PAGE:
Author Topic: New starter procedure trial  (Read 35013 times)

S. cerevisiae

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Re: New starter procedure trial
« Reply #120 on: October 05, 2015, 04:06:44 PM »
I disagree Mark. While hoppy beers are no doubt extremely popular today (arguably overly so), I doubt very seriously that large numbers of brewers are adding extra hops to beers they wouldn't have otherwise, just to cover up infections. Hoppy beers are everywhere because that is the current consumer preference, like it or not.

It still does not detract from the fact that amateur brewers today like to brew IPA for the same reason that brewers liked to brew Stout and Porter in the nineties.  IPA is newbie style because it is difficult to mess up.  Compare the difficulty of producing an IPA with the difficulty of producing a balanced and clean tasting American standard lager.  American standard lager is an order or two of magnitude more difficult to make correctly because there is nothing to hide behind.  Wort production and fermentation flaws stick out like sore thumbs.  Hop balance is incredibly important.   In essence, the style is an undisciplined amateur brewer's nightmare.

Offline Stevie

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Re: New starter procedure trial
« Reply #121 on: October 05, 2015, 04:08:08 PM »
Mark, you've been watching to many AB commercials. ;)

Offline denny

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Re: New starter procedure trial
« Reply #122 on: October 05, 2015, 04:10:36 PM »
which I believe can be traced back to the almost universal use of Star San coupled with "drive by" (a.k.a. "spray and go") sanitization and poor yeast handling practices.

Yet that's what I do 80% of the time.  How would you account for my lack of problems?
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Offline HoosierBrew

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Re: New starter procedure trial
« Reply #123 on: October 05, 2015, 04:16:50 PM »
I disagree Mark. While hoppy beers are no doubt extremely popular today (arguably overly so), I doubt very seriously that large numbers of brewers are adding extra hops to beers they wouldn't have otherwise, just to cover up infections. Hoppy beers are everywhere because that is the current consumer preference, like it or not.

It still does not detract from the fact that amateur brewers today like to brew IPA for the same reason that brewers liked to brew Stout and Porter in the nineties.  IPA is newbie style because it is difficult to mess up.  Compare the difficulty of producing an IPA with the difficulty of producing a balanced and clean tasting American standard lager.  American standard lager is an order or two of magnitude more difficult to make correctly because there is nothing to hide behind.  Wort production and fermentation flaws stick out like sore thumbs.  Hop balance is incredibly important.   In essence, the style is an undisciplined amateur brewer's nightmare.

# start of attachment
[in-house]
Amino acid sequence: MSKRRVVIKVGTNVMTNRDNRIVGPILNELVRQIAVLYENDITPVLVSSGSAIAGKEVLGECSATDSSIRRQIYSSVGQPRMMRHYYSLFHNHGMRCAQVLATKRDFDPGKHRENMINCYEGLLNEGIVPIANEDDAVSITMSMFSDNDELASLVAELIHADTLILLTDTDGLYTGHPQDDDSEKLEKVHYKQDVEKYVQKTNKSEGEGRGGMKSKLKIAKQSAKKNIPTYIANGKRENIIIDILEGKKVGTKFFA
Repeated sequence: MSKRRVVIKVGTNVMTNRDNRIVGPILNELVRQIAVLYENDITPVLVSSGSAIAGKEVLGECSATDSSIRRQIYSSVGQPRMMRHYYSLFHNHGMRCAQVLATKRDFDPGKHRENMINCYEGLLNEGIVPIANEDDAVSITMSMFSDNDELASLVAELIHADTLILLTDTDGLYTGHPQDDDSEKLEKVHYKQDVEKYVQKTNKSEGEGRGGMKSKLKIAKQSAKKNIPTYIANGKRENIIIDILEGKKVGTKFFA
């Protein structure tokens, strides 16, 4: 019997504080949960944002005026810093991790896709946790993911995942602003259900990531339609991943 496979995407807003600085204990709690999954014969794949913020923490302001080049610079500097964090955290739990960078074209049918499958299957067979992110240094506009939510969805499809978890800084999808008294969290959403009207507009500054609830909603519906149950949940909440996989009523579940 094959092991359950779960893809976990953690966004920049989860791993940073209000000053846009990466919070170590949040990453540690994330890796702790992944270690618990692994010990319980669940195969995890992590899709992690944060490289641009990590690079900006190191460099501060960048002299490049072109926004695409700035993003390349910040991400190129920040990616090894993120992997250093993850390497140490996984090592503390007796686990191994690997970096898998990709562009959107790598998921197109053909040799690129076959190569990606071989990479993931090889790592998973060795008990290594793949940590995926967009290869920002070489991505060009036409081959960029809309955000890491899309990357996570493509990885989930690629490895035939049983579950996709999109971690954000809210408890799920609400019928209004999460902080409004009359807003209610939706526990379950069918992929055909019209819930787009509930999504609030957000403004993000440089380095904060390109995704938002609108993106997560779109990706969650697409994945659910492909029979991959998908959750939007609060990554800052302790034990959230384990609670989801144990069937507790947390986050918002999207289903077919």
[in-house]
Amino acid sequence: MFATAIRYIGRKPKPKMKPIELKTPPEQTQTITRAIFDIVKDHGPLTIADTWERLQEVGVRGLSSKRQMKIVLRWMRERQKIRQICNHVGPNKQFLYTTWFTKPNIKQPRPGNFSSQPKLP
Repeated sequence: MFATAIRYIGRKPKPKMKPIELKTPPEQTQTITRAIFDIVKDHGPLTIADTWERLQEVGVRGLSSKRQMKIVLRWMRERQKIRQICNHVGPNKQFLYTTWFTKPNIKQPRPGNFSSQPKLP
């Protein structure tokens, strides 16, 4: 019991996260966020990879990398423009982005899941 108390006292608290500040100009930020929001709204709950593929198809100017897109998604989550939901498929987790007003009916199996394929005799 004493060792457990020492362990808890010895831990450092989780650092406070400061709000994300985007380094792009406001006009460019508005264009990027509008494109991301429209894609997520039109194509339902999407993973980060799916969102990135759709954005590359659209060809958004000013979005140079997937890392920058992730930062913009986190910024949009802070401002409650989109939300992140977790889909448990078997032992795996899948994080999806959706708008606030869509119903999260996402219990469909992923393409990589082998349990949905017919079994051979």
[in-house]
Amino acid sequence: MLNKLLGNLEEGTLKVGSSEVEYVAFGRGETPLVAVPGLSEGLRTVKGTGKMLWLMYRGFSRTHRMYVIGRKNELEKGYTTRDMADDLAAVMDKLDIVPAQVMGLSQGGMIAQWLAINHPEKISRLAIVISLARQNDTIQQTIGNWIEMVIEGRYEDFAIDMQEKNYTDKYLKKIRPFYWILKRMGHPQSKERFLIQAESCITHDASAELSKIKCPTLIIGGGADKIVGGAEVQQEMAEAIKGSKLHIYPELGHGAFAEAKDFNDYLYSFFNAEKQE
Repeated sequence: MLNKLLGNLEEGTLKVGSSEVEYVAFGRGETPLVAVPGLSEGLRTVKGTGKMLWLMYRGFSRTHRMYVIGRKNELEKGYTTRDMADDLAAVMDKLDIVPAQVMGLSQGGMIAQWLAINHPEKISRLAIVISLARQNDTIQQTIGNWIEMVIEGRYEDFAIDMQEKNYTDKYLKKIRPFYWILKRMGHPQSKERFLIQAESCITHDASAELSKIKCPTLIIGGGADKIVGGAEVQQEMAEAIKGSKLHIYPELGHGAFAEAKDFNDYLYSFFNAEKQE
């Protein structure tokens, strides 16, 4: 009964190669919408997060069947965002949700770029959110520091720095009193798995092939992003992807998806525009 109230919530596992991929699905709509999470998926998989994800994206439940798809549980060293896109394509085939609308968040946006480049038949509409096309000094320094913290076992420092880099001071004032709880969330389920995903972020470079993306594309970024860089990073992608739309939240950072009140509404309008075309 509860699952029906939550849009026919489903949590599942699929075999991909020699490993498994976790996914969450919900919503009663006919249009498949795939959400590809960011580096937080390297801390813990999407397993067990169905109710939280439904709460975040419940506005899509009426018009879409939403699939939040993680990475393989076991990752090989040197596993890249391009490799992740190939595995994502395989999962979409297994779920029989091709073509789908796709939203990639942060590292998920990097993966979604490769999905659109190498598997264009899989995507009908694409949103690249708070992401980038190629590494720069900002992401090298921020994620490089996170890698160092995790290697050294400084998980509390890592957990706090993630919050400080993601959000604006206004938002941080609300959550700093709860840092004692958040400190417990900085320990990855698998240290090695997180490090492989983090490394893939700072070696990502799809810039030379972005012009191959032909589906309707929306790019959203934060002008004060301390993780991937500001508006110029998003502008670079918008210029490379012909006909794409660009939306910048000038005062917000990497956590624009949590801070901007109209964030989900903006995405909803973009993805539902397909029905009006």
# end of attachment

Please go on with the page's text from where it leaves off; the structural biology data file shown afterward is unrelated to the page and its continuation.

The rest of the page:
For sure, there are styles like the kolsch and cream ale I brewed over the summer that have little or nothing to hide behind and are tricky to get right. And IPA is a fairly easy style to brew a decent example of for new brewers and can cover up flaws, no doubt - doesn't mean that it's easy to brew a great one though, or that someone who brews one is trying to cover poor sanitation skills.

EDIT - I don't rule it out, but test to brewing skill or not, one of the last styles I'm looking to brew at the end of the week is a BMC clone. Never say never.
« Last Edit: October 05, 2015, 04:33:32 PM by HoosierBrew »
Jon H.

Offline Joe Sr.

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Re: New starter procedure trial
« Reply #124 on: October 05, 2015, 04:17:47 PM »
It still does not detract from the fact that amateur brewers today like to brew IPA for the same reason that brewers liked to brew Stout and Porter in the nineties.  IPA is newbie style because it is difficult to mess up.  Compare the difficulty of producing an IPA with the difficulty of producing a balanced and clean tasting American standard lager.  American standard lager is an order or two of magnitude more difficult to make correctly because there is nothing to hide behind.  Wort production and fermentation flaws stick out like sore thumbs.  Hop balance is incredibly important.   In essence, the style is an undisciplined amateur brewer's nightmare.

We made stouts and porters in the early 90s because they weren't generally commercially available and they were exotic.  I don't think you could get a coffee stout anywhere unless you made it yourself.

The ingredients you could get back then didn't really lend themselves to an American lager.  At least not a good one.  I used a "continental lager" kit one time in the 90s and it came out looking like an amber.